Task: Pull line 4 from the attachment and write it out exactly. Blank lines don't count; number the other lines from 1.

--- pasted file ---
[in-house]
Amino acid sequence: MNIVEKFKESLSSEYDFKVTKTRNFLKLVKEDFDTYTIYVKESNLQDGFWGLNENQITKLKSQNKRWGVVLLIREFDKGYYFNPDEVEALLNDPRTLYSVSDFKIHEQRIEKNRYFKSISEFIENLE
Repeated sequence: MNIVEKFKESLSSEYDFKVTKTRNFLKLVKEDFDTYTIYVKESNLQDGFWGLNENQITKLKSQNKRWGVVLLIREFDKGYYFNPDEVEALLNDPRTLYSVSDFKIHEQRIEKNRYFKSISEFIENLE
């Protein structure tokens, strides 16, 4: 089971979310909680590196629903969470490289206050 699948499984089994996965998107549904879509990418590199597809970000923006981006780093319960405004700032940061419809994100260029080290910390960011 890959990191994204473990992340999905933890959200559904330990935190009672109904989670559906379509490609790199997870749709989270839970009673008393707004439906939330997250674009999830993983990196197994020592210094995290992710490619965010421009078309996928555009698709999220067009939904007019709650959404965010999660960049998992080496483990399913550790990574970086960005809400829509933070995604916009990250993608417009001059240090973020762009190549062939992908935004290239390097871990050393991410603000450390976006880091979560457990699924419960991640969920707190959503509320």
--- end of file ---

């Protein structure tokens, strides 16, 4: 089971979310909680590196629903969470490289206050 699948499984089994996965998107549904879509990418590199597809970000923006981006780093319960405004700032940061419809994100260029080290910390960011 890959990191994204473990992340999905933890959200559904330990935190009672109904989670559906379509490609790199997870749709989270839970009673008393707004439906939330997250674009999830993983990196197994020592210094995290992710490619965010421009078309996928555009698709999220067009939904007019709650959404965010999660960049998992080496483990399913550790990574970086960005809400829509933070995604916009990250993608417009001059240090973020762009190549062939992908935004290239390097871990050393991410603000450390976006880091979560457990699924419960991640969920707190959503509320």